Self-Care and Management

There are things you can do for yourself to help manage your asthma, like taking your medicine, avoiding triggers such as smoke or allergens, and following an asthma action plan to help prevent attacks.

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There are things you can do to control your asthma.

Taking medicines

  • Take your controller medicine to treat inflammation every day, not just when you have symptoms. Controller medicine is usually an inhaled corticosteroid. The goal is to prevent problems before they occur. Don't use your controller medicine to try to treat an asthma attack that has already started. It doesn't work fast enough to help.
  • Use your quick-relief medicine when you have symptoms of an asthma attack. Quick-relief medicine often is an albuterol inhaler. Some people need to use quick-relief medicine before they exercise.
  • If your doctor prescribed corticosteroid pills to use during an asthma attack, take them as directed. They may take hours to work, but they may shorten the attack and help you breathe better.
  • Keep your quick-relief medicine with you at all times.
  • Learn how to use your inhaler the right way. Ask your doctor or pharmacist for help.

Avoiding triggers

Common triggers include colds, smoke, air pollution, dust or dust mites, pollen, mold, pet dander, cockroaches, stress, and cold, dry air. Here are some ways to avoid triggers:

  • Don't smoke, and don't let others smoke around you. Smoking makes asthma worse. If you need help quitting, talk to your doctor about stop-smoking programs and medicines. These can increase your chances of quitting for good.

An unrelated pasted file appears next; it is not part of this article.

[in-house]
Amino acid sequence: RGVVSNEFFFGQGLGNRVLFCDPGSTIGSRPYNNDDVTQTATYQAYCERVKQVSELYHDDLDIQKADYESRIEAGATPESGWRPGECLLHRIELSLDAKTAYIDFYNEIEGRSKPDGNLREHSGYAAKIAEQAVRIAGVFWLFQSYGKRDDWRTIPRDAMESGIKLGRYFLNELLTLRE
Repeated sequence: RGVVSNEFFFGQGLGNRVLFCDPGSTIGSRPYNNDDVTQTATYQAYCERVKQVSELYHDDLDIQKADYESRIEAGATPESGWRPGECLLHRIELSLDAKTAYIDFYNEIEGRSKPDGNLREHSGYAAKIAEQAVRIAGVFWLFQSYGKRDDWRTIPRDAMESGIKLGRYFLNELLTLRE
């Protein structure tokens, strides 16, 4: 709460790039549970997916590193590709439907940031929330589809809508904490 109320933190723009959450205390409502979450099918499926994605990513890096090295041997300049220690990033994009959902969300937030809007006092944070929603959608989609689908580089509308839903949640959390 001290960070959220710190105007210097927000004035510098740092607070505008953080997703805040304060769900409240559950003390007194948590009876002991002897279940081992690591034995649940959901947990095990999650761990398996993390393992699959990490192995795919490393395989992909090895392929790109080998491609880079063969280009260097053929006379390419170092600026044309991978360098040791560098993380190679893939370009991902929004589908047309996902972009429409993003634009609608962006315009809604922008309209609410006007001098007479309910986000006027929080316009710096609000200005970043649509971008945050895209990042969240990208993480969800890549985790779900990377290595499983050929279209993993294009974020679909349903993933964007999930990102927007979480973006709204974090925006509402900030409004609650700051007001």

• Avoid colds and the flu. Get the flu vaccine every year, and ask your doctor about getting the pneumococcal shot.

Following an asthma action plan

An asthma action plan is a written plan that will help you control your asthma every day and know what to do during an asthma attack. If you don't have an action plan, work with your doctor to make one. An asthma action plan usually includes:

  • An outline of which medicines you take daily for asthma control and when to take them.
  • Steps to take and medicines to use to treat an asthma attack early, before it becomes severe.
  • What to do if an asthma attack becomes an emergency, and where to get medical treatment.
  • An asthma diary where you record peak expiratory flow and the triggers that cause asthma symptoms.

What you can expect from using an asthma action plan

If you are in your green zone, keep taking daily controller medicine if you have it. You do not need quick-relief treatment.

If your symptoms are mild or moderate (in the yellow zone), treat them at home using the medicines specified in your asthma action plan. You can expect some relief of your asthma symptoms. Seek medical help if the symptoms do not go away soon after you take the prescribed medicine or if the symptoms become worse.

If your symptoms are severe (in the red zone), seek medical help immediately. While you are seeking emergency help, follow your action plan and take your medicines as directed. You may need emergency room treatment or admission to the hospital. After a severe asthma attack, you may need a short treatment using corticosteroids by mouth to bring your symptoms under control.

Asthma action plan: When to call

Call 911 anytime you think you may need emergency care. For example, call if:

  • You have severe trouble breathing.

Call your doctor now or seek immediate medical care if: